Tears of the Desert: Children and their roles in the community, their attitudes, etc.

Chapter 1

P6-In the Zaghawa tribe, children must be named within seven days of birth.

P7-A tradition of the tribe is to name children after their grandparents.

Chapter 2

P14-Children, especially Halima at this age, find the traditional cuts/scars fascinating and beautiful.

P17-Halima’s mother tells the story of Grandma Sumah’s father who had so many wives who had given birth to so many children that he didn’t know their names. He would have to ask “Who is your mother?” in an attempt to place the child.

P18-Children are to sleep in the women’s or men’s huts with the elders and other relatives, not with the parents who have their own separate hut.

P18-Children’s clothing: Simple styles.

For girls a cotton dress that covered shoulder to ankle, bare feet, and beeri hairstyle. (Beeri-one braid parallel to the forehead and the rest braided down the head to the back.) No Bob Marley styled hair!

P18-20-Halima and her friend, Kadiga are beginning to realize what skin color and hairstyles are more attractive in their culture.

P19-“Men of our tribe preferred lighter, more reddish skinned women” & “Above all else Zaghawa men prized a woman’s long hair.”

P20-Children’s chores: firewood gatherers and carriers, and water gatherers.

P26-Expectations of children (daughters especially): “In Zaghawa culture, there was nothing worse than the thought that your daughter might fail to find, or keep, her own Zaghawa man.”

Chapter 3

P28-Children’s chores: Halima is in charge of making the yogurt. She milks the cows, store the milk in a tagro, and then shake the container until the mixture would separate into butter and yogurt.

P30-Firstborn Zaghawa males are named after the Islamic prophet, Mohammed.

P30-Sibling rivalries: Halima’s younger brother, Mohammed, gets to sleep with their mother and soon seems to be her favorite. Halima grows envious.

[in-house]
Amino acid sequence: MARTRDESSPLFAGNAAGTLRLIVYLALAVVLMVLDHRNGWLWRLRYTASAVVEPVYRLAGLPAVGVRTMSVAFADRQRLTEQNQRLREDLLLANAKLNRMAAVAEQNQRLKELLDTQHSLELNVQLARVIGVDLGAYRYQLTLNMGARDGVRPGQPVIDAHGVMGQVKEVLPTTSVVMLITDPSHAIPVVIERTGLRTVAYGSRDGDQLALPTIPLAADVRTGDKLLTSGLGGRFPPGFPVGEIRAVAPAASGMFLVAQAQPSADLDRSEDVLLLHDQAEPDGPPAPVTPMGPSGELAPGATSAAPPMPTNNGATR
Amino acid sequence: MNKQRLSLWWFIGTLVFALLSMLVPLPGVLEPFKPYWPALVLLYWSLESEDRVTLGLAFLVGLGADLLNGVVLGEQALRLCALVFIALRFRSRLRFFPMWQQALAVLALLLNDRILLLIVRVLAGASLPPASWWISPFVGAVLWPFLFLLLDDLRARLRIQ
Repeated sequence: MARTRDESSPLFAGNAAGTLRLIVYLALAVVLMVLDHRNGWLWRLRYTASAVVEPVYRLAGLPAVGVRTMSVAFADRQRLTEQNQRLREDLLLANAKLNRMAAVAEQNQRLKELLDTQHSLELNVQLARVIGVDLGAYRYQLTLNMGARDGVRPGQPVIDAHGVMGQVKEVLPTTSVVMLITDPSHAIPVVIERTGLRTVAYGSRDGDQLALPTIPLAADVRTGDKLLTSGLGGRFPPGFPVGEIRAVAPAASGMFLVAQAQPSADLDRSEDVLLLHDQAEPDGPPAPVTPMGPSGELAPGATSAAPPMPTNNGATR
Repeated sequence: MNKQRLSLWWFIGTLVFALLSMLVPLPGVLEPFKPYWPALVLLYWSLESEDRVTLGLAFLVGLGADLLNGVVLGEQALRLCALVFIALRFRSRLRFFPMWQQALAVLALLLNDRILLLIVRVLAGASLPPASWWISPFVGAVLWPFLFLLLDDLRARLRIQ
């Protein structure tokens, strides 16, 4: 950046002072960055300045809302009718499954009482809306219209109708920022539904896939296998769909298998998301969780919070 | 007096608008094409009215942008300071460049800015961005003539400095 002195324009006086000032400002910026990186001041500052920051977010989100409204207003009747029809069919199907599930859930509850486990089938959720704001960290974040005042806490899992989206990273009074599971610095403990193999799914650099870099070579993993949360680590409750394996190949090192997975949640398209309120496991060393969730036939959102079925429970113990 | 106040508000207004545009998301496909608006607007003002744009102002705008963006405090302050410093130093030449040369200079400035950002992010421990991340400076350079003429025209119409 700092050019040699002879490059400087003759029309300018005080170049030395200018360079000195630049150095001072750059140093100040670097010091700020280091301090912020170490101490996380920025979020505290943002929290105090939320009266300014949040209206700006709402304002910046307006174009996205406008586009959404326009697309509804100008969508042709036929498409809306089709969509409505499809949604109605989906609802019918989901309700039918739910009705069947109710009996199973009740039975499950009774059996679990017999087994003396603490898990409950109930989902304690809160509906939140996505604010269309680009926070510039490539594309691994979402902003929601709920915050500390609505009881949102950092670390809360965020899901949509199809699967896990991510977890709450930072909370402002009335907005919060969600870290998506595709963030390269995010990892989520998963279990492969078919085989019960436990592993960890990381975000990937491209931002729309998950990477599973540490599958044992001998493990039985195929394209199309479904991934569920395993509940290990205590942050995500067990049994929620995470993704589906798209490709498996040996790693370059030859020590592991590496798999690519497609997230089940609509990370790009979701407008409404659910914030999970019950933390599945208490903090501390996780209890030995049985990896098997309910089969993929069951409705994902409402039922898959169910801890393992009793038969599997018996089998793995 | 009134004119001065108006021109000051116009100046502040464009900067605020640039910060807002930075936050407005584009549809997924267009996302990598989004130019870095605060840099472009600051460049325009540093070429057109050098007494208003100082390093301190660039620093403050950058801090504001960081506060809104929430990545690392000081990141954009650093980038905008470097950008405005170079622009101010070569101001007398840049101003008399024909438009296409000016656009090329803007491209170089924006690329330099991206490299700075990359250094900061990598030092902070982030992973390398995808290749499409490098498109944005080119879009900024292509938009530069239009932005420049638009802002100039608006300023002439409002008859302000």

P31-Children of the village use their imagination to entertain themselves. They jump on their father’s land rover, play the shadow game, make rag dolls from old clothes, straw, wool and even hair, mold horses and cars out of clay, and play the infamous moon bone game.

P36-Halima now fears the scarring that she had once wanted so badly.

Chapter 4

P42-In Zaghawa tradition, parents name their second-born son the father’s surname.  In this case, Omer.

P44-45-Children to children interaction: play fighting, tree climbing and adventuring.

P45-Chlidren’s chores: Planting the sorghum and maize in the fields.

P45-Sibling rivalry over who can plant the fastest.

Chapter 5

P54-For most Zaghawa children before the age of eight, the only education comes from the Koran.

P54-Before receiving formal education girls must go through their own circumcision which represents the change from girlhood to womanhood. Girls are usually around the ages 8-10 when this happens.

P60-Most children go to schools where no uniforms and shoes were needed and class was held under a tree. Only the wealthy could afford Halima’s type of schooling.

Chapter 6

P69-71-Halima and other black girls notice the hostility and differneces between the cultures in school. (Arabs vs. Africans)